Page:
Christopher Hitchens was a contributing editor to Vanity Fair,Slate, and the Atlantic, and the author of numerous books, including works on Thomas Jefferson, Thomas Paine, and George Orwell. He also wrote the international bestsellers god Is Not Great: How Religion Poisons Everything, Hitch-22: A Memoir, and Arguably. He died in December 2011.
"Dealing unflinchingly with bodily ravagement, reflecting on life's beauty and remaining rakish about his ideological foes, Hitchens proves that great writers are truly immortal."—People, 4-star review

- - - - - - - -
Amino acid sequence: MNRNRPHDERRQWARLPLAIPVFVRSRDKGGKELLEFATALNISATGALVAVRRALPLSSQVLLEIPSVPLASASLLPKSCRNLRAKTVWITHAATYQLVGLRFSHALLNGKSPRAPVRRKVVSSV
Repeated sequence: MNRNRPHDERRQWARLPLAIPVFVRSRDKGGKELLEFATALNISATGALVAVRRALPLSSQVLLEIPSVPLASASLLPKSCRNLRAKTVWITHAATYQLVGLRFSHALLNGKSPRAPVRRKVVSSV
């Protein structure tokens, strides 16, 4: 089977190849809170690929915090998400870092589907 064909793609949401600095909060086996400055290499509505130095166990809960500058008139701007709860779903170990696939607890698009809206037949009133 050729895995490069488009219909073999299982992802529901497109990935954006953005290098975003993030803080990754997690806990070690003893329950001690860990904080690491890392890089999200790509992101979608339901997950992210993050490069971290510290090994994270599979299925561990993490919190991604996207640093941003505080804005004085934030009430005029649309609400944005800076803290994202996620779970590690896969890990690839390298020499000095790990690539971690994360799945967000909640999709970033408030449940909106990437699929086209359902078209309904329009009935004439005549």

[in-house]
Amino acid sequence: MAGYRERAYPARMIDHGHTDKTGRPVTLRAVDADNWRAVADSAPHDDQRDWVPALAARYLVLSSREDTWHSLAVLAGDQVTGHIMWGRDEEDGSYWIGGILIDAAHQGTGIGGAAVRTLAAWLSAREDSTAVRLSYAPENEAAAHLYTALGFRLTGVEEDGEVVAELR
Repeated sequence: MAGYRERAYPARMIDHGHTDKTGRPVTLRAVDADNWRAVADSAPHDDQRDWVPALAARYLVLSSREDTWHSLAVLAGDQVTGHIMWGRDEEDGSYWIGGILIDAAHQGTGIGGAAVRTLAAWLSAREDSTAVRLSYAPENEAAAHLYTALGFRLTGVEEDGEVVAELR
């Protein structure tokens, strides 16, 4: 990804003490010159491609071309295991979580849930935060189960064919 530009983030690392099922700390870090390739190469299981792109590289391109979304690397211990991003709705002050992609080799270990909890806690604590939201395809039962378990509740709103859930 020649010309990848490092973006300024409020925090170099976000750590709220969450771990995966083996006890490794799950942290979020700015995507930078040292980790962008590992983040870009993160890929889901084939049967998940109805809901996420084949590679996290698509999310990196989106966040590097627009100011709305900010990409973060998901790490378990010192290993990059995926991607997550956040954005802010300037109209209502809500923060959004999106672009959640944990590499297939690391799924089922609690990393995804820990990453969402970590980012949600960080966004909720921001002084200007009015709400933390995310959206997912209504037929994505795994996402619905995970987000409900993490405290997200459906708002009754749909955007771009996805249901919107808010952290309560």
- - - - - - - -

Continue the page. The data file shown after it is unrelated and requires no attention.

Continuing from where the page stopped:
"Remarkable . . . The book's power lies in its simplicity, in its straightforward, intelligent documenting, its startling refusal of showiness or melodrama or grandeur....The great polemicist, essayist, conversationalist, provocateur, arguer, has done something extraordinary in this book. He has created yet another style, another mode, another way of being and thinking and dreaming, on his death bed; he has written in many ways an un-Hitchens-like book, eluding proclamations, resolutions, mastery, wit, at-easeness with opinion, in favor of unnerving directness, of harrowing documentation. He has allowed his dismantled confidence, his undoing to breathe, and to live in the pages, in a way that is startling and new and an achievement unlike his others, different in kind, yet equally ambitious and relentlessly honest."—Katie Roiphe, Slate.com